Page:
Camille felt queasy. She’d had a good lunch, too good to suspect her Mario’s meal was prepared with anything other than their usual perfection, but she still wished she hadn’t eaten as much as she did. Perhaps less around her middle would better balance the lightheadedness she now felt from the neck up. She didn’t like this foreign feeling of something stuck in her throat.
Walking into Ally’s office, Camille was so tempted by the decorative chair rail along the wall; reaching for it could steady her nerves with the few steps more she had to go. She resisted, knowing she had to appear cool and composed. She kept her hands casually at her sides and imagined them to be wings instead. The thought almost made her laugh at loud; surely she’d be an awkward stork, but more like that one with the goofy hat and glasses on the Vlasic pickles commercials.
Camille was up for promotion, and when Ally summoned her, she was sure this would be the day she’d learn if the job was hers or not. Never in the company’s history had a woman held the position, and that brilliantly smooth Jacob Silvers was her competition for it. He was as determined to uphold the male legacy of the job as Camille was in her resolve to bring it to an inevitable end and long overdue female reinvention.
If pressed, both Jacob and Camille would admit they were equally qualified, equally connected, equally destined to be wildly successful —and it was likely they each would be. Up to now they had made a fabulous team. They’d worked together so well that besides their obvious differences in gender, there seemed to be very little difference between them really.
The wild card turned out to be a totally unanticipated one: Ally hadn’t been the boss two short weeks before this, and she’d freshly shattered that high glass ceiling in the company. If Camille did get this job, that wouldn’t be a win she could claim.
Would it be a win Ally was ready to share? Camille knew that Ally’s arrival made this much more difficult when she took over, for there was another difference between Camille and Jacob, one that only Camille was aware of.
Camille had a very well kept secret, one she’d been keeping with a kind of almost malicious glee. It was one she’d convinced herself she was a thousand percent in the right about keeping until the winner of the promotion had been announced. She’d worked so hard, and this company owed her that much, yet Camille had no doubt in her mind that to let her secret out before the promotion would destroy her chances of getting it. It would be a supreme injustice, and it would surely play out that way. However if she let her secret be told afterwards ”“ for there’d soon be no hiding it ”“ she would have had enough time to begin, to make her mark, and for any decision reversal to bathe the company in a less than flattering light ”“ they’d never go that far.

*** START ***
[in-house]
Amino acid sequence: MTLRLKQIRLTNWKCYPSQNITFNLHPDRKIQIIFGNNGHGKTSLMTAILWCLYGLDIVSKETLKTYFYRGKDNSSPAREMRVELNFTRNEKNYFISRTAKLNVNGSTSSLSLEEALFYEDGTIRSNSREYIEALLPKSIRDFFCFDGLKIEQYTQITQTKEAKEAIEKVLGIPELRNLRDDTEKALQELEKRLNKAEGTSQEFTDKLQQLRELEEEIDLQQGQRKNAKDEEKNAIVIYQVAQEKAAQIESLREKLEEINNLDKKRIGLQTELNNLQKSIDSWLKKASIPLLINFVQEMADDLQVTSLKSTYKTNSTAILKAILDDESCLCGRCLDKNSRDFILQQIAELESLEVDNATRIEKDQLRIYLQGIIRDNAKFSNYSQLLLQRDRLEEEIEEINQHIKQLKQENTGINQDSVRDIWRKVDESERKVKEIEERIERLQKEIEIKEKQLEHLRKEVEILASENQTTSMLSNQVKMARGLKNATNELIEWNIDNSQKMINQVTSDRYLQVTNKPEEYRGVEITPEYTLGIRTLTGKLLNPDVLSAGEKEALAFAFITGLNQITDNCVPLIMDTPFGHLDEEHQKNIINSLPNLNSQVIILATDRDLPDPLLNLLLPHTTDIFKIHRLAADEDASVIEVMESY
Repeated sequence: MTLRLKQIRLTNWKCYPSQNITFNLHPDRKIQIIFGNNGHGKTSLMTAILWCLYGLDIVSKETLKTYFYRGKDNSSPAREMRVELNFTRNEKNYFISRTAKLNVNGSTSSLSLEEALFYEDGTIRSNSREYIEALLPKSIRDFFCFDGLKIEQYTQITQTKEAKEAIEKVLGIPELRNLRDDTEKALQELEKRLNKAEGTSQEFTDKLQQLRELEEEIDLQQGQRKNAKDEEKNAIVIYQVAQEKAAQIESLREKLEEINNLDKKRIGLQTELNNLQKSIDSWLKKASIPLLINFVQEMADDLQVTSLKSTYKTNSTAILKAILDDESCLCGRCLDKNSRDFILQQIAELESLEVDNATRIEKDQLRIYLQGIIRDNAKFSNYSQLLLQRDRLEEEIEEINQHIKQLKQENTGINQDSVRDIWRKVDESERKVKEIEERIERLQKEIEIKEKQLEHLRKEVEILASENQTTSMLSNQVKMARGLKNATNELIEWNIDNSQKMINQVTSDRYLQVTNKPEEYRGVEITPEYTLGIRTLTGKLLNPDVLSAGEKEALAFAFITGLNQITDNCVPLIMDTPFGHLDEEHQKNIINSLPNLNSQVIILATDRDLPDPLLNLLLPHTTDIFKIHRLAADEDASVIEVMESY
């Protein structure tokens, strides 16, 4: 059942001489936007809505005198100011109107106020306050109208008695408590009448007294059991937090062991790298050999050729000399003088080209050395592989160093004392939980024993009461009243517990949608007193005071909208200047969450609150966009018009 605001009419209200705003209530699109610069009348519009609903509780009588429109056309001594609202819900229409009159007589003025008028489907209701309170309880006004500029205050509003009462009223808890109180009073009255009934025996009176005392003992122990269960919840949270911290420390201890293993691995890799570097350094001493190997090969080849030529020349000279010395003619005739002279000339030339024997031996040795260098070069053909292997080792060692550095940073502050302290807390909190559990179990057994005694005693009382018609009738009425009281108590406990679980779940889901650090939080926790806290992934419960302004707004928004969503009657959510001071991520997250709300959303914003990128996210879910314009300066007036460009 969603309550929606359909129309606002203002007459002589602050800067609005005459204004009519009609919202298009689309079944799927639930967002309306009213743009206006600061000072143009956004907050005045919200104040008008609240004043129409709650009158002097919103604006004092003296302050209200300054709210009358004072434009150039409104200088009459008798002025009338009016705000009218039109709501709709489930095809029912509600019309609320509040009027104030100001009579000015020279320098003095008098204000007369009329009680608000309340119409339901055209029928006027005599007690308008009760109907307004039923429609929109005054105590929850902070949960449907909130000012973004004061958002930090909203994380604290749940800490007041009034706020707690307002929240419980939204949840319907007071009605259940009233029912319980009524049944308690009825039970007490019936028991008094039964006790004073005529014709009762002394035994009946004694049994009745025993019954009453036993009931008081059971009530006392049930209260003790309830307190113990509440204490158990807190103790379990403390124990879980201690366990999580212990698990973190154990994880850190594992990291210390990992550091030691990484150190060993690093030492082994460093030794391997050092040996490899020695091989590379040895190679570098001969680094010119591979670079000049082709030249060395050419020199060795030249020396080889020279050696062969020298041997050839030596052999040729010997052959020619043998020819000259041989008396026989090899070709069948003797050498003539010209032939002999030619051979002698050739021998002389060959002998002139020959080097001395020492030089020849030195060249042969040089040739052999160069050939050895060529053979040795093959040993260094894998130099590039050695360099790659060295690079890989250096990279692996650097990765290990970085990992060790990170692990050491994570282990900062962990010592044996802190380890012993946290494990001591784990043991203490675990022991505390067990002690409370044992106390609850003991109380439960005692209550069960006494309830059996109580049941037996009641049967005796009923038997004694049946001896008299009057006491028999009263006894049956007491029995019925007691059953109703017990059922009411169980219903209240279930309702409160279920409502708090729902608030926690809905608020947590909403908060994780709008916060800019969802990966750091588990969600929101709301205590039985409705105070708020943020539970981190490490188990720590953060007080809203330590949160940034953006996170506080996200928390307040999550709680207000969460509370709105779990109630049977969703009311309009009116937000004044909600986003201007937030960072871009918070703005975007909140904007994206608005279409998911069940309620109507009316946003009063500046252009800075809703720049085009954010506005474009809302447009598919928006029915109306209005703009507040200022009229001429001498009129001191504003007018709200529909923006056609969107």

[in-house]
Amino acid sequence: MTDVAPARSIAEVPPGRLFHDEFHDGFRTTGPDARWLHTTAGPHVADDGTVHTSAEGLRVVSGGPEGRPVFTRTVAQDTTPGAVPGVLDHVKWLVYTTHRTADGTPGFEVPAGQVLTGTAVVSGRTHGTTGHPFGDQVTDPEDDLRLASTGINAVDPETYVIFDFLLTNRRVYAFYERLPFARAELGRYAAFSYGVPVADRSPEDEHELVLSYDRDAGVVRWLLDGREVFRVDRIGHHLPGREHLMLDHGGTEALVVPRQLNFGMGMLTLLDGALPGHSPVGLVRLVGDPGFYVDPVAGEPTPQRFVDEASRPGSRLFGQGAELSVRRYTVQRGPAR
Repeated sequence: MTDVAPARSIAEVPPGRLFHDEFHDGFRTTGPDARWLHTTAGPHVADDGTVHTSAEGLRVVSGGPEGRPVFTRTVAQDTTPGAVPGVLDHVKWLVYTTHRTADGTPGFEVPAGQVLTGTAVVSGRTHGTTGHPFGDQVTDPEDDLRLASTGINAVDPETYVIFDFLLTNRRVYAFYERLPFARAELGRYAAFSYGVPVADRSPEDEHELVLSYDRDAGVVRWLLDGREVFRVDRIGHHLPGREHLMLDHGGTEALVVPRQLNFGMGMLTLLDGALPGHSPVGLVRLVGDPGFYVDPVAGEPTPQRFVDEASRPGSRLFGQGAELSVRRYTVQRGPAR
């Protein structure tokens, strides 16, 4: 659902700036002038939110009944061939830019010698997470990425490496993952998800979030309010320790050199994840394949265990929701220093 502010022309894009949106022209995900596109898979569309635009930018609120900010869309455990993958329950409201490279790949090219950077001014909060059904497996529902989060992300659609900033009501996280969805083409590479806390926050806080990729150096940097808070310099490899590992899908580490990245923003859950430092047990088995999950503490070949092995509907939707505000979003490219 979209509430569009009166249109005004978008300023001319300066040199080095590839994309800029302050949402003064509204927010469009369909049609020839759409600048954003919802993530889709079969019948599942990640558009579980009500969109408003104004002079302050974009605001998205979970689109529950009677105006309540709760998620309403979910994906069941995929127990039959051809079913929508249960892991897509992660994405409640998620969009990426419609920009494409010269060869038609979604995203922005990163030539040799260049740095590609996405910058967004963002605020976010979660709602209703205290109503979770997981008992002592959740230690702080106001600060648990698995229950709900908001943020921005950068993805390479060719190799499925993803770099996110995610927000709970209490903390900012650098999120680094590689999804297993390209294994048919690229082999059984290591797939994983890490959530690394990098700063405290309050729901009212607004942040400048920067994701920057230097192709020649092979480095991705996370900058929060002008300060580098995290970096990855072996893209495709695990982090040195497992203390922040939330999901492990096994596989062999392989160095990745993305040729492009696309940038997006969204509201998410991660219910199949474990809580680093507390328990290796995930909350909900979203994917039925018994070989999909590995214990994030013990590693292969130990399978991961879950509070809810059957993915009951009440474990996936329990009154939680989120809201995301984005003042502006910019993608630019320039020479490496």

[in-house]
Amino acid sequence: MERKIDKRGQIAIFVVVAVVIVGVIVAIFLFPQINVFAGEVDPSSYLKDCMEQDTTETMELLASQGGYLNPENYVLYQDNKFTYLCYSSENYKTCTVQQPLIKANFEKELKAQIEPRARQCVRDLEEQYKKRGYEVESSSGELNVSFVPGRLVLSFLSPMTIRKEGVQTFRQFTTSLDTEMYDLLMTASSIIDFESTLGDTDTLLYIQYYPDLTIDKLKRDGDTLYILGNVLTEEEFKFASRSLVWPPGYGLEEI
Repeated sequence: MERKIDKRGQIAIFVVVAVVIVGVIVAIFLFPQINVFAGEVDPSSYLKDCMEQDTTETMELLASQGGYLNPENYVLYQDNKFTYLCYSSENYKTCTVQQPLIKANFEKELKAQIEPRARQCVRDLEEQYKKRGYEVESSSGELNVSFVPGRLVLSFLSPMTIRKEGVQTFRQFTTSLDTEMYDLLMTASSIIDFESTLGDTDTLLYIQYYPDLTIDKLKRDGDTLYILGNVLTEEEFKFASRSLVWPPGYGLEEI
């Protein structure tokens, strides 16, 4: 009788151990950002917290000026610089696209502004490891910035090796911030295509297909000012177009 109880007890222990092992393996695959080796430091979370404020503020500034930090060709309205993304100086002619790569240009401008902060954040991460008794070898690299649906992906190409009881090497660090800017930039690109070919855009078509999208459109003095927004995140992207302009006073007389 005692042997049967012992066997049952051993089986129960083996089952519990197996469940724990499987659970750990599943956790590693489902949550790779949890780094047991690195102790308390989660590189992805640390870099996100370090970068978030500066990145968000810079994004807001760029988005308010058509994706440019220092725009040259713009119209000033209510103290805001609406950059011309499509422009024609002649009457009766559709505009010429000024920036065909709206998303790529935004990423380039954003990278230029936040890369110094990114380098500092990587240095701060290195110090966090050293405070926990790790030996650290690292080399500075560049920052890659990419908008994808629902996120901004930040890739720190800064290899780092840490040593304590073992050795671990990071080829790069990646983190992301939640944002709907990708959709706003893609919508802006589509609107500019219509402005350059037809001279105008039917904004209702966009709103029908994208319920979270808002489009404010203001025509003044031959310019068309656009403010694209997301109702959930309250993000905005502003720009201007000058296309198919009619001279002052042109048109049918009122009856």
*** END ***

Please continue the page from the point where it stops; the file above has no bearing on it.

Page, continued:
Yes, Camille was absolutely right about keeping her secret. Or she was before Ally. She’d even have been admired, being able to pull it off and get away with it in a company long known as the bastion of male dominance in their industry. To succeed at their game you had to play it.
Surely Ally would understand ”“ or would she? Would it be better to bring her into Camille’s confidence now? Just how much does gender become another factor, just of a different sort when a woman is the boss, and she still has so much to prove? Women can be so much tougher than men can, and in the short time she’d been there Ally had already revealed the quick smarts and steely resolve she brought to her position; she was not someone to be underestimated.
By the time Camille had walked into Ally’s office and taken a seat she knew what she had to do. Ally looked up, smiled at her, and said, “Camille, I think you’ll be very happy with the news I have for you.”
That one sentence was all she needed to hear. She’d won. Camille knew she had to take the high road, and live with herself even though it may be career suicide for her. She looked at Ally and blurted out her decision with as much calm as she could muster before she changed her mind.
“Can I go first Ally? I have some news to share with you too. I’m going to have a baby.”
It took the barest of fleeting moments, but it was long enough for Camille to see the look which flashed in Ally’s eyes. Keeping a secret from men was easy, and it wasn’t half as risky as sharing it with another woman.
Ally’s smile was as sweet as sweet could be. “Congratulations Camille, this will be your first won’t it? My goodness, your life will never be quite the same. You must be thrilled.”
My mana‘o [The Backstory of this posting]
About the #FridayFlash fiction community: Scroll to the Postscript. This is the 3rd time I am participating, with fictional stories that do reflect some of the struggles we have in our workplaces today. My first two stories: The Vision, and The Manager (Learn more about Ally in that one :) A special note of thanks to Jeff Posey of Anasazi Stories for this encouragement:
Rosa: By golly, you have hit into something I have long thought is ripe for fiction, especially short fiction — and that is the work environment. I find your “workplace genre” of flash fiction to be highly interesting […] because the workplace has all the elements of good stories — desire, power, obstacles, outcomes, strong characters, etc. I applaud how you’ve managed to elicit a true emotional engagement in a work setting.
True confession: I was Camille over twenty years ago, keeping my pregnancy a secret until I had won a promotion I knew I otherwise would not have received, a fact verified by my boss afterwards, who said, “I honestly can’t hold this against you: If you’d been my wife I’d have told you to keep it from your boss too. You played this well.”